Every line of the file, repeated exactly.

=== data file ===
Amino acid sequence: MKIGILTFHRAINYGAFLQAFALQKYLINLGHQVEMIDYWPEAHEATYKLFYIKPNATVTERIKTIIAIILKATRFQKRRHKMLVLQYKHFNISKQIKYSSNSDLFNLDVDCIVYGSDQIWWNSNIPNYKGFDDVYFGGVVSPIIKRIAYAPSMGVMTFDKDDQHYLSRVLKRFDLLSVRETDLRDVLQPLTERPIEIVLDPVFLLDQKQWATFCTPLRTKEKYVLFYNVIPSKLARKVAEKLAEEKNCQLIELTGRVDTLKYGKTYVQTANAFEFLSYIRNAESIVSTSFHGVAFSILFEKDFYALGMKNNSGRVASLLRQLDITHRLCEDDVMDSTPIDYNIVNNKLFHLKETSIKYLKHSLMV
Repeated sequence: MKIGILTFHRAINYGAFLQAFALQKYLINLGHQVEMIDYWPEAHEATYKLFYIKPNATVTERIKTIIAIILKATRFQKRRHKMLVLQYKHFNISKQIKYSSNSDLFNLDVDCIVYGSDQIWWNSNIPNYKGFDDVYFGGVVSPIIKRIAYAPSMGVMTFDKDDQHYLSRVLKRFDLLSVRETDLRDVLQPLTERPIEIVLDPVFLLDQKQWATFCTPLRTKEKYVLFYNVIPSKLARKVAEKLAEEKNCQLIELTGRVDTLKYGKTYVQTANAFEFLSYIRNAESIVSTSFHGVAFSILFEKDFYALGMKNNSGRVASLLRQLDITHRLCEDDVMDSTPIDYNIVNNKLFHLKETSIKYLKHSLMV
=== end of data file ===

Amino acid sequence: MKIGILTFHRAINYGAFLQAFALQKYLINLGHQVEMIDYWPEAHEATYKLFYIKPNATVTERIKTIIAIILKATRFQKRRHKMLVLQYKHFNISKQIKYSSNSDLFNLDVDCIVYGSDQIWWNSNIPNYKGFDDVYFGGVVSPIIKRIAYAPSMGVMTFDKDDQHYLSRVLKRFDLLSVRETDLRDVLQPLTERPIEIVLDPVFLLDQKQWATFCTPLRTKEKYVLFYNVIPSKLARKVAEKLAEEKNCQLIELTGRVDTLKYGKTYVQTANAFEFLSYIRNAESIVSTSFHGVAFSILFEKDFYALGMKNNSGRVASLLRQLDITHRLCEDDVMDSTPIDYNIVNNKLFHLKETSIKYLKHSLMV
Repeated sequence: MKIGILTFHRAINYGAFLQAFALQKYLINLGHQVEMIDYWPEAHEATYKLFYIKPNATVTERIKTIIAIILKATRFQKRRHKMLVLQYKHFNISKQIKYSSNSDLFNLDVDCIVYGSDQIWWNSNIPNYKGFDDVYFGGVVSPIIKRIAYAPSMGVMTFDKDDQHYLSRVLKRFDLLSVRETDLRDVLQPLTERPIEIVLDPVFLLDQKQWATFCTPLRTKEKYVLFYNVIPSKLARKVAEKLAEEKNCQLIELTGRVDTLKYGKTYVQTANAFEFLSYIRNAESIVSTSFHGVAFSILFEKDFYALGMKNNSGRVASLLRQLDITHRLCEDDVMDSTPIDYNIVNNKLFHLKETSIKYLKHSLMV